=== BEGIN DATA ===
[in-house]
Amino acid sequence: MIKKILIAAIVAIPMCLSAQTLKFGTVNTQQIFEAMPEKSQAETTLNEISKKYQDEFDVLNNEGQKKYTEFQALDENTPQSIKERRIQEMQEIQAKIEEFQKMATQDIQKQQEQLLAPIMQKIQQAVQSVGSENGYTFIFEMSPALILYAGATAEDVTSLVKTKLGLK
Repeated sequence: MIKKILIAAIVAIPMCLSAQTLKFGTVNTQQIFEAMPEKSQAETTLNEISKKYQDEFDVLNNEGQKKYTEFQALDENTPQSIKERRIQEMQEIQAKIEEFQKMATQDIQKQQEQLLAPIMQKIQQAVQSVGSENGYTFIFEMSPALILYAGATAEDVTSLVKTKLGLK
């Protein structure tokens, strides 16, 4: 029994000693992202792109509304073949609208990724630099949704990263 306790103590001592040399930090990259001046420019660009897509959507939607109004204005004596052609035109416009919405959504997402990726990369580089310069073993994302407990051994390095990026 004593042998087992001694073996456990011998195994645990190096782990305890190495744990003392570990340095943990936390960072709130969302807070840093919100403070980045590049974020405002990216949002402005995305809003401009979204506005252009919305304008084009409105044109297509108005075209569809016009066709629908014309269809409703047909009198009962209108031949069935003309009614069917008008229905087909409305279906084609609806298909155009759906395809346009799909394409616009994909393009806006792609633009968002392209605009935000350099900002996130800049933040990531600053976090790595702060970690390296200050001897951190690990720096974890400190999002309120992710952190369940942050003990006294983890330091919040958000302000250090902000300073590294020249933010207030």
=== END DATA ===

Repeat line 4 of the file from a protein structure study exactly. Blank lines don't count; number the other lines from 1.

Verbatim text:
């Protein structure tokens, strides 16, 4: 029994000693992202792109509304073949609208990724630099949704990263 306790103590001592040399930090990259001046420019660009897509959507939607109004204005004596052609035109416009919405959504997402990726990369580089310069073993994302407990051994390095990026 004593042998087992001694073996456990011998195994645990190096782990305890190495744990003392570990340095943990936390960072709130969302807070840093919100403070980045590049974020405002990216949002402005995305809003401009979204506005252009919305304008084009409105044109297509108005075209569809016009066709629908014309269809409703047909009198009962209108031949069935003309009614069917008008229905087909409305279906084609609806298909155009759906395809346009799909394409616009994909393009806006792609633009968002392209605009935000350099900002996130800049933040990531600053976090790595702060970690390296200050001897951190690990720096974890400190999002309120992710952190369940942050003990006294983890330091919040958000302000250090902000300073590294020249933010207030």